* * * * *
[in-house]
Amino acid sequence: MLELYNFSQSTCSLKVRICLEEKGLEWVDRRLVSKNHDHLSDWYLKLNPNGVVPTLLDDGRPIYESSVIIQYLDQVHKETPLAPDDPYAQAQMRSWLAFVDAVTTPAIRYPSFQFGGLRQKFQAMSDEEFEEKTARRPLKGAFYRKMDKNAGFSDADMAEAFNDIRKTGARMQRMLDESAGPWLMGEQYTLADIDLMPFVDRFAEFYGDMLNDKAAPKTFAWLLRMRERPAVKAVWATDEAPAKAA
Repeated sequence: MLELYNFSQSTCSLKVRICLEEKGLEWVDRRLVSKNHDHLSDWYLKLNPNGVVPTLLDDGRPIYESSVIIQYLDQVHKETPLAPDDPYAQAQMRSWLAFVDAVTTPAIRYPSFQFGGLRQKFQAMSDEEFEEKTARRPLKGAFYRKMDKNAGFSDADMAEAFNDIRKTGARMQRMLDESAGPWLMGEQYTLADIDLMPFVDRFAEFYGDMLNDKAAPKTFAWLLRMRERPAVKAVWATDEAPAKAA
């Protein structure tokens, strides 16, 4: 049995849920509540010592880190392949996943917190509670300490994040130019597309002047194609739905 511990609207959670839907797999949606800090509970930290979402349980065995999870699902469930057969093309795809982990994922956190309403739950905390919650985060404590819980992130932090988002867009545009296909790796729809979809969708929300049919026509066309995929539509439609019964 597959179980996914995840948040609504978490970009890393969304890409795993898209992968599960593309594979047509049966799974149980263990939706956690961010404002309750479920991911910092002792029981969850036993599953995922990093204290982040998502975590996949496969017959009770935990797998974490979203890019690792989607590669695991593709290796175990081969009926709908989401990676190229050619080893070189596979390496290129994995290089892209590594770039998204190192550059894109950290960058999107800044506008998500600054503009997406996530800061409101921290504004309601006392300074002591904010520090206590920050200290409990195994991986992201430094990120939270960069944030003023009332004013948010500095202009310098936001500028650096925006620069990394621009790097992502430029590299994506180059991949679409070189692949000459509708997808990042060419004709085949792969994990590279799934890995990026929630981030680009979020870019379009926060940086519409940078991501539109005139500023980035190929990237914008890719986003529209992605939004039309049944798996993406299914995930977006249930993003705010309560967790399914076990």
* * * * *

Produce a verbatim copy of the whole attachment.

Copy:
[in-house]
Amino acid sequence: MLELYNFSQSTCSLKVRICLEEKGLEWVDRRLVSKNHDHLSDWYLKLNPNGVVPTLLDDGRPIYESSVIIQYLDQVHKETPLAPDDPYAQAQMRSWLAFVDAVTTPAIRYPSFQFGGLRQKFQAMSDEEFEEKTARRPLKGAFYRKMDKNAGFSDADMAEAFNDIRKTGARMQRMLDESAGPWLMGEQYTLADIDLMPFVDRFAEFYGDMLNDKAAPKTFAWLLRMRERPAVKAVWATDEAPAKAA
Repeated sequence: MLELYNFSQSTCSLKVRICLEEKGLEWVDRRLVSKNHDHLSDWYLKLNPNGVVPTLLDDGRPIYESSVIIQYLDQVHKETPLAPDDPYAQAQMRSWLAFVDAVTTPAIRYPSFQFGGLRQKFQAMSDEEFEEKTARRPLKGAFYRKMDKNAGFSDADMAEAFNDIRKTGARMQRMLDESAGPWLMGEQYTLADIDLMPFVDRFAEFYGDMLNDKAAPKTFAWLLRMRERPAVKAVWATDEAPAKAA
């Protein structure tokens, strides 16, 4: 049995849920509540010592880190392949996943917190509670300490994040130019597309002047194609739905 511990609207959670839907797999949606800090509970930290979402349980065995999870699902469930057969093309795809982990994922956190309403739950905390919650985060404590819980992130932090988002867009545009296909790796729809979809969708929300049919026509066309995929539509439609019964 597959179980996914995840948040609504978490970009890393969304890409795993898209992968599960593309594979047509049966799974149980263990939706956690961010404002309750479920991911910092002792029981969850036993599953995922990093204290982040998502975590996949496969017959009770935990797998974490979203890019690792989607590669695991593709290796175990081969009926709908989401990676190229050619080893070189596979390496290129994995290089892209590594770039998204190192550059894109950290960058999107800044506008998500600054503009997406996530800061409101921290504004309601006392300074002591904010520090206590920050200290409990195994991986992201430094990120939270960069944030003023009332004013948010500095202009310098936001500028650096925006620069990394621009790097992502430029590299994506180059991949679409070189692949000459509708997808990042060419004709085949792969994990590279799934890995990026929630981030680009979020870019379009926060940086519409940078991501539109005139500023980035190929990237914008890719986003529209992605939004039309049944798996993406299914995930977006249930993003705010309560967790399914076990």